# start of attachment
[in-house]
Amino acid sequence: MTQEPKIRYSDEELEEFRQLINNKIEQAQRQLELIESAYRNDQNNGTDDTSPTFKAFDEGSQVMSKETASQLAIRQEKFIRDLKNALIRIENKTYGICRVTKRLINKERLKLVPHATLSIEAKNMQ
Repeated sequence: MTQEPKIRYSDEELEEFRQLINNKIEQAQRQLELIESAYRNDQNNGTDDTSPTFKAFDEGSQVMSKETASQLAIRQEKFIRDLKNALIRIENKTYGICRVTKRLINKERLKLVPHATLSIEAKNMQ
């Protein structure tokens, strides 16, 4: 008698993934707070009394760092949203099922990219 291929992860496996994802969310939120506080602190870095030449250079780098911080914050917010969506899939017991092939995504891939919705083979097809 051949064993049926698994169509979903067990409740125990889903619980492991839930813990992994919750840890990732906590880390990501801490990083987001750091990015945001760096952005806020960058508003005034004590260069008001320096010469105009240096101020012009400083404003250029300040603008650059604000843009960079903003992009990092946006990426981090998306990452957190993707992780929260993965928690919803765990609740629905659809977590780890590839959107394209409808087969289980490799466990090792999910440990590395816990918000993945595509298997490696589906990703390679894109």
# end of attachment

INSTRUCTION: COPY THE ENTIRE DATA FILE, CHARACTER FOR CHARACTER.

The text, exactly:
[in-house]
Amino acid sequence: MTQEPKIRYSDEELEEFRQLINNKIEQAQRQLELIESAYRNDQNNGTDDTSPTFKAFDEGSQVMSKETASQLAIRQEKFIRDLKNALIRIENKTYGICRVTKRLINKERLKLVPHATLSIEAKNMQ
Repeated sequence: MTQEPKIRYSDEELEEFRQLINNKIEQAQRQLELIESAYRNDQNNGTDDTSPTFKAFDEGSQVMSKETASQLAIRQEKFIRDLKNALIRIENKTYGICRVTKRLINKERLKLVPHATLSIEAKNMQ
């Protein structure tokens, strides 16, 4: 008698993934707070009394760092949203099922990219 291929992860496996994802969310939120506080602190870095030449250079780098911080914050917010969506899939017991092939995504891939919705083979097809 051949064993049926698994169509979903067990409740125990889903619980492991839930813990992994919750840890990732906590880390990501801490990083987001750091990015945001760096952005806020960058508003005034004590260069008001320096010469105009240096101020012009400083404003250029300040603008650059604000843009960079903003992009990092946006990426981090998306990452957190993707992780929260993965928690919803765990609740629905659809977590780890590839959107394209409808087969289980490799466990090792999910440990590395816990918000993945595509298997490696589906990703390679894109």